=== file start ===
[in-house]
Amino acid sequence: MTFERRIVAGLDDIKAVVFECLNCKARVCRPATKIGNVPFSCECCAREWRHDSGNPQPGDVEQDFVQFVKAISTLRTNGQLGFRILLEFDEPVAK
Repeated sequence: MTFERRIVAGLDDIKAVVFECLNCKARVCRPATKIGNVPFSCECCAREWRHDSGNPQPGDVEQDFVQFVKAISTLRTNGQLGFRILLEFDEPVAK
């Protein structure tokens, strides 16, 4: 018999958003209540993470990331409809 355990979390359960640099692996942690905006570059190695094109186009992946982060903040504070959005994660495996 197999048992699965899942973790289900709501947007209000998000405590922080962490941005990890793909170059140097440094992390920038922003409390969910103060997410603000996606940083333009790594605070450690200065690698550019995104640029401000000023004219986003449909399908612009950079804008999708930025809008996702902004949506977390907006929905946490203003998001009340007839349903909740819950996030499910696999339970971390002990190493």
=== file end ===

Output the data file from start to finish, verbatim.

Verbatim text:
[in-house]
Amino acid sequence: MTFERRIVAGLDDIKAVVFECLNCKARVCRPATKIGNVPFSCECCAREWRHDSGNPQPGDVEQDFVQFVKAISTLRTNGQLGFRILLEFDEPVAK
Repeated sequence: MTFERRIVAGLDDIKAVVFECLNCKARVCRPATKIGNVPFSCECCAREWRHDSGNPQPGDVEQDFVQFVKAISTLRTNGQLGFRILLEFDEPVAK
């Protein structure tokens, strides 16, 4: 018999958003209540993470990331409809 355990979390359960640099692996942690905006570059190695094109186009992946982060903040504070959005994660495996 197999048992699965899942973790289900709501947007209000998000405590922080962490941005990890793909170059140097440094992390920038922003409390969910103060997410603000996606940083333009790594605070450690200065690698550019995104640029401000000023004219986003449909399908612009950079804008999708930025809008996702902004949506977390907006929905946490203003998001009340007839349903909740819950996030499910696999339970971390002990190493």